At an unguarded moment recently Justice Minister Martha Karua let it slip that new constituencies "are a must". The clear implication was unlike the minimum reforms being pushed for by the opposition, the Kibaki administration is keen, nay desperate to have the number of MPs increased.
And true to her word, that bill has already been published and is now awaiting debate.
The big question is why is the Kibaki administration so keen on new constituencies just now and why is it so urgent?
If truth be told it would be impossible to fail to link the current campaign to part of the strategy for the re-election for Mwai Kibaki. The idea will obviously be to make the road to re-election that much easier for the incumbent and to also give him more clout in parliament in 2008. And 40 new seats are not few. That is going to be a substantial vote, even in the proposed greatly increased in size 10th parliament.
Although the opposition have vowed to oppose the bill, chances are high it will sail through without too much trouble. There are two reasons for this.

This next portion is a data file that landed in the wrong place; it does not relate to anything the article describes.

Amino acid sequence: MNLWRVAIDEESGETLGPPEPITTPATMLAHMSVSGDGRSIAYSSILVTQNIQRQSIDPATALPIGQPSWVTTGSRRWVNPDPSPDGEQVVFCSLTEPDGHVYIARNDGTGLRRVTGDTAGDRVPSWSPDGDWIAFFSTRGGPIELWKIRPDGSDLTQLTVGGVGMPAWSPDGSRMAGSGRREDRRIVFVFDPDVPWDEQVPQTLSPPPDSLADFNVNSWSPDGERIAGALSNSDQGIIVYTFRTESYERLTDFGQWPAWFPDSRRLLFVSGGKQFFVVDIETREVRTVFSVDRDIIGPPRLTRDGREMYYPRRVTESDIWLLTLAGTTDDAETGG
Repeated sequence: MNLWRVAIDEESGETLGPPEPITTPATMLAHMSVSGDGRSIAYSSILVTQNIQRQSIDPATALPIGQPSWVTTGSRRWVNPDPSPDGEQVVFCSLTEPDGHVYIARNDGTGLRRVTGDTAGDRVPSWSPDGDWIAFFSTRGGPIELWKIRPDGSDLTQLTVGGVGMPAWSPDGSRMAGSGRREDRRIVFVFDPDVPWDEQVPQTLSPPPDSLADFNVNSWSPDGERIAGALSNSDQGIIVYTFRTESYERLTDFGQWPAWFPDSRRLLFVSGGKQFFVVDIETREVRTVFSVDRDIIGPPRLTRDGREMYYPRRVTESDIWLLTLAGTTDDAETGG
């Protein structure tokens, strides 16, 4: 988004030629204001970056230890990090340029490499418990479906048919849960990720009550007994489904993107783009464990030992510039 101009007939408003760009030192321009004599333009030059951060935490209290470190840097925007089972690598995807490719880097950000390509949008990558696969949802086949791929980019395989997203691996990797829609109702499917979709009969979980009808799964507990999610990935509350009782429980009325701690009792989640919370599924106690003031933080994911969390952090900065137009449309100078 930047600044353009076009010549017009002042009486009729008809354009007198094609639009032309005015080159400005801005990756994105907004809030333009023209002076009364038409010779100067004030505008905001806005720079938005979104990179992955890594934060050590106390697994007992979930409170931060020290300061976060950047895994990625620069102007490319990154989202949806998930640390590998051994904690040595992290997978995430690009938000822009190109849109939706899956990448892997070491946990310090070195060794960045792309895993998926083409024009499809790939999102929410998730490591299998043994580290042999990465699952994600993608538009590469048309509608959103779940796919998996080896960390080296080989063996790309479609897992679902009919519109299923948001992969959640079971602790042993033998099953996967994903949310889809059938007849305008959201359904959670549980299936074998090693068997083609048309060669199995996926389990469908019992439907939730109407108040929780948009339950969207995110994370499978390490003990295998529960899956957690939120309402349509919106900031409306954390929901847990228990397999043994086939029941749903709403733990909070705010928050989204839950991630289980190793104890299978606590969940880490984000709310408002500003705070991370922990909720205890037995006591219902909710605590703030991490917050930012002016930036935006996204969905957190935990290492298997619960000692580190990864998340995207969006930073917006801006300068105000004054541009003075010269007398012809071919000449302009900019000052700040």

Firstly most MPS in the constituencies that have been earmarked for splitting will want to support the bill because it will decrease competition on the ground and make it easy for them to continue drawing a salary after 2007 of Kshs 850,000 plus benefits for doing very little and in some cases absolutely nothing because many members hardly attend sessions in parliament.
Secondly the government has cleverly sugar-coated the bill with the provision of 50 new seats for nominated women who will specifically be women. As I have often said here, the Kenyan parliament badly needs more representation by women. So the idea will be that anybody seen to be opposing the bill will be seen to opposing more women representation.
Having said that, it is important to note that this is the wrong time for a review of constituency boundaries. The best time would be when a new administration is just beginning its' new term to prevent the inevitable of this being used as a campaign weapon and strategy to the great disadvantage of the Kenyan people.
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